In 2000, the conference organizers experimented. In particular, they hypothesized that those who work as fishery economists can learn from creative people in other branches of economics and in other disciplines entirely, who may or may not have fisheries interests. In addition, the conference organizers made a serious effort to involve policy-makers and industry participants in the hope that they would share their insights and, in addition, provide a forum in which to test some of their ideas.
The papers presented at the conference reflected the multidisciplinary nature of the event, as well as the perspectives of researchers, industry members and policymakers. The complete list of presentations appears in the Conference Program. Unfortunately, not all presenters were able to share their papers with us. One reason for this is that versions of many of the papers were under consideration for publication in various journals and, for copyright reasons, the editors were unsuccessful in obtaining permission from those journals to include the papers in this document. There were a few exceptions, however, and the editors were grateful to those journals whose editors and publishers see the merits of encouraging the broad exchange of ideas via the “ gray : literature. IIFET, on the contrary, does not maintain exclusive copyright on papers resulting from IIFET 2000.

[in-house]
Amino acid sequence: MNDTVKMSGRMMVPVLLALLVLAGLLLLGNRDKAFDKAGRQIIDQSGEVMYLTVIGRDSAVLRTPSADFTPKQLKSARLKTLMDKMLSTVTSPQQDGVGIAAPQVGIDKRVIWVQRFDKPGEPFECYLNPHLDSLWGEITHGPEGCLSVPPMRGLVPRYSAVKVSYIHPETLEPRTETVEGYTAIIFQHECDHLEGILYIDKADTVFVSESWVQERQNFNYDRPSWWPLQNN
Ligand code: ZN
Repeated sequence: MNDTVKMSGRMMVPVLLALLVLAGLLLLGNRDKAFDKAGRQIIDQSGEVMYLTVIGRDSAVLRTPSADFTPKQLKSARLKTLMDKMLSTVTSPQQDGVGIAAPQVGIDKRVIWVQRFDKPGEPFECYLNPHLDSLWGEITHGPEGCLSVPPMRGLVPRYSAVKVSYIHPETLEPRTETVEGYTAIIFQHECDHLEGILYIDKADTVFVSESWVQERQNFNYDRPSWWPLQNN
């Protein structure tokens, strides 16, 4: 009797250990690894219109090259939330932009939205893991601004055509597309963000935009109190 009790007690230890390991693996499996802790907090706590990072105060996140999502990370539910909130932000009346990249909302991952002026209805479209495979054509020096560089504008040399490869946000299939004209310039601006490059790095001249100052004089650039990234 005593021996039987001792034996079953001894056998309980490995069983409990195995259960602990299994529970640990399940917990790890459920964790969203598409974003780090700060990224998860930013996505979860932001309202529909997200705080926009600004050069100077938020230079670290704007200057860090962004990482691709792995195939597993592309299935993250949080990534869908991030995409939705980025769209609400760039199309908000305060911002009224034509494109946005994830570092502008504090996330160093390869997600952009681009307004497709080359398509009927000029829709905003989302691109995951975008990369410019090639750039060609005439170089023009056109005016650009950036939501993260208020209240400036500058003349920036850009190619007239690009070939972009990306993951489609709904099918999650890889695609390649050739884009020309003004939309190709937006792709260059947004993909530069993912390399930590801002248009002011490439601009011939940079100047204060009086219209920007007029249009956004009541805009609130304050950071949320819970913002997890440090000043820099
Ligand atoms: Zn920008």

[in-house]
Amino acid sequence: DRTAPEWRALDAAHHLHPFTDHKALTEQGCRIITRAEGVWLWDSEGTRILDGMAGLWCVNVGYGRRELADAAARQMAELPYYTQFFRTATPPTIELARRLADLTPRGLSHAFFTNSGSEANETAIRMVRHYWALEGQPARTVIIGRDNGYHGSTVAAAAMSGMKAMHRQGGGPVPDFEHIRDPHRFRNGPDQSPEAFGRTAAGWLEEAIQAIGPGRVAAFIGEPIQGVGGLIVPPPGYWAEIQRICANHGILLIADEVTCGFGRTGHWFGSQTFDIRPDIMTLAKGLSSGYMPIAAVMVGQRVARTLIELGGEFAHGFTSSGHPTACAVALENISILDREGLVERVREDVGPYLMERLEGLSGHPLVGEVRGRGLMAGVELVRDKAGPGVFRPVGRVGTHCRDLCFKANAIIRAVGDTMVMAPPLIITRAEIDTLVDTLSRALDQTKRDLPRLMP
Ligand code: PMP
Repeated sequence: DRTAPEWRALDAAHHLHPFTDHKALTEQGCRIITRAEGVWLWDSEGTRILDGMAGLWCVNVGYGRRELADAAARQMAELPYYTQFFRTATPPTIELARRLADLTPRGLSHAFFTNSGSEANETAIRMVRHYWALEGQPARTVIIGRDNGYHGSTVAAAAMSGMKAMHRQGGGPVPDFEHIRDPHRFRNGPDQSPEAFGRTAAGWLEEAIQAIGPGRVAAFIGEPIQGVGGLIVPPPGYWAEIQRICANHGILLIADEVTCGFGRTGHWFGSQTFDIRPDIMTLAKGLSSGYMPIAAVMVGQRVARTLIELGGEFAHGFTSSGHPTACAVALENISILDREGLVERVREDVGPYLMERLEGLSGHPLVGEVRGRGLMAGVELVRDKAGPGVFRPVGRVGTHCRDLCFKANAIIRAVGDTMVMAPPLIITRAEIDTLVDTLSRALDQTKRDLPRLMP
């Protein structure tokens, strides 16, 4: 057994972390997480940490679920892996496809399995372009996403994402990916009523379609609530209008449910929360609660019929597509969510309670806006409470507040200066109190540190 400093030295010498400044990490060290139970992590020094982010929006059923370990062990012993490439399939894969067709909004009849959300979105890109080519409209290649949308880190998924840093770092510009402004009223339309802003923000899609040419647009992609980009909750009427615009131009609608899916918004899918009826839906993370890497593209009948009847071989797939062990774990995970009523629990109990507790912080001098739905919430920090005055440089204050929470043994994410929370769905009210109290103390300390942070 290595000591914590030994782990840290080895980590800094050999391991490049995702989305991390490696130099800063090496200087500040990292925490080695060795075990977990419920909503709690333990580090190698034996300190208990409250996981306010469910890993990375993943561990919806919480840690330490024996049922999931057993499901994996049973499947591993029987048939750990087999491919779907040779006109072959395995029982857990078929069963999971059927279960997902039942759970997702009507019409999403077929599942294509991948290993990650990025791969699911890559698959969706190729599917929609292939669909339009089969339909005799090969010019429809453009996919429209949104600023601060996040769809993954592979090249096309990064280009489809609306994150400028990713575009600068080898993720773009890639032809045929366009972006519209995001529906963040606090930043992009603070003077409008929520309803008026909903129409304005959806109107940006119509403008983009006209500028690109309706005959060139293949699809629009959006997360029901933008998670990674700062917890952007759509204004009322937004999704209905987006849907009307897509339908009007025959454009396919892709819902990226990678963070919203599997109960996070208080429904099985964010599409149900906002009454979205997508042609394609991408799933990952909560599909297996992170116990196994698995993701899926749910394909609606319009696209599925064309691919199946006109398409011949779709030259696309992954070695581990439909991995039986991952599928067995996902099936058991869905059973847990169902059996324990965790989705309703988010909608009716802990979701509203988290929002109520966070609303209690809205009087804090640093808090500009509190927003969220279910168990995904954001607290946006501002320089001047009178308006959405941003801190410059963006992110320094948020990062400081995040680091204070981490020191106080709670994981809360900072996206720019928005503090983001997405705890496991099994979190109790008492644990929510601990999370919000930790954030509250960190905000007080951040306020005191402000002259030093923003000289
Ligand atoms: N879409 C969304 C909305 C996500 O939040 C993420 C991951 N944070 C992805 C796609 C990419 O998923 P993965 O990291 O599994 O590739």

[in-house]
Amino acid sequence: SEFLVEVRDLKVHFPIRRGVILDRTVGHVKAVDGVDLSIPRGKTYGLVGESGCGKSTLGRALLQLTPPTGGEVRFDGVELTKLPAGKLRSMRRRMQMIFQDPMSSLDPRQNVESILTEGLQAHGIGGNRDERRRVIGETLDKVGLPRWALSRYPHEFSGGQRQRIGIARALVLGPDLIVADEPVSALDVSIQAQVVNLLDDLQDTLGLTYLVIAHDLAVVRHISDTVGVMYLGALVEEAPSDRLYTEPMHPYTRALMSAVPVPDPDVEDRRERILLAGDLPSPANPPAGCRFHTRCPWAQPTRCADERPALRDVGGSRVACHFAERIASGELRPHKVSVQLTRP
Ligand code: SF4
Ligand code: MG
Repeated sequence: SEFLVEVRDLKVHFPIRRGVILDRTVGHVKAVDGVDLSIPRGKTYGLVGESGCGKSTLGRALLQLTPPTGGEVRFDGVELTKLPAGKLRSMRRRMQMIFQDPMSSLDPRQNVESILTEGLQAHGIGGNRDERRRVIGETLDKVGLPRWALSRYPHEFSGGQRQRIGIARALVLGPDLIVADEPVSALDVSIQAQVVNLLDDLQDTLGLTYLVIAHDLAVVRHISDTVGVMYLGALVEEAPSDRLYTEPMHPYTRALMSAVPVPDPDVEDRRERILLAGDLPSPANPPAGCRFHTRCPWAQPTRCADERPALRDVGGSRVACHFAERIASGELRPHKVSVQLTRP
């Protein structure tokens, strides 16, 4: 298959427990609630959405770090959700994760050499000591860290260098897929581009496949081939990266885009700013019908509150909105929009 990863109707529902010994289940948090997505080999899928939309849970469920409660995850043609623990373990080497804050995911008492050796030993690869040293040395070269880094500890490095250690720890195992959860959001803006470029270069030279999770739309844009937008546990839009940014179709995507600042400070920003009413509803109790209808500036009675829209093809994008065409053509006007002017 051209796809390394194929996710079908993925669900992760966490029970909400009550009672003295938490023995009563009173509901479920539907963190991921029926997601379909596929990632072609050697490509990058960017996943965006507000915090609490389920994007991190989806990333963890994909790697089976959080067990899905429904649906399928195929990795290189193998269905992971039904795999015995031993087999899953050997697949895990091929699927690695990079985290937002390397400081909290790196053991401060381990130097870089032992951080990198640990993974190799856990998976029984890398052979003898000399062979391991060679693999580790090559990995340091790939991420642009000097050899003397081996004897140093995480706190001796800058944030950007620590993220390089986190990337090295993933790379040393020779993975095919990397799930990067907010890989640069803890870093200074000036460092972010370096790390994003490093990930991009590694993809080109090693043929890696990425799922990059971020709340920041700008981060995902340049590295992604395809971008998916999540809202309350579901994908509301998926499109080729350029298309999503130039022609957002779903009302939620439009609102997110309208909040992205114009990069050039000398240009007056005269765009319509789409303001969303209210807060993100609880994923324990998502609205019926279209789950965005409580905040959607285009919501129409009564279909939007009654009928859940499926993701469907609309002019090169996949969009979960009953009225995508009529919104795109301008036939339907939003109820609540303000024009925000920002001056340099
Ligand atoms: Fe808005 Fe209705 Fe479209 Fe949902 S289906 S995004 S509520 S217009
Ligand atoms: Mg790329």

Suggested bibliographic reference:
Microbehavior and Macroresults: Proceedings of the Tenth Biennial Conference of the International Institute of Fisheries Economics and Trade, July 10-14, 2000, Corvallis, Oregon, USA. Compiled by Richard S. Johnston and Ann L. Shriver. International Institute of Fisheries Economics and Trade (IIFET), Corvallis, 2001.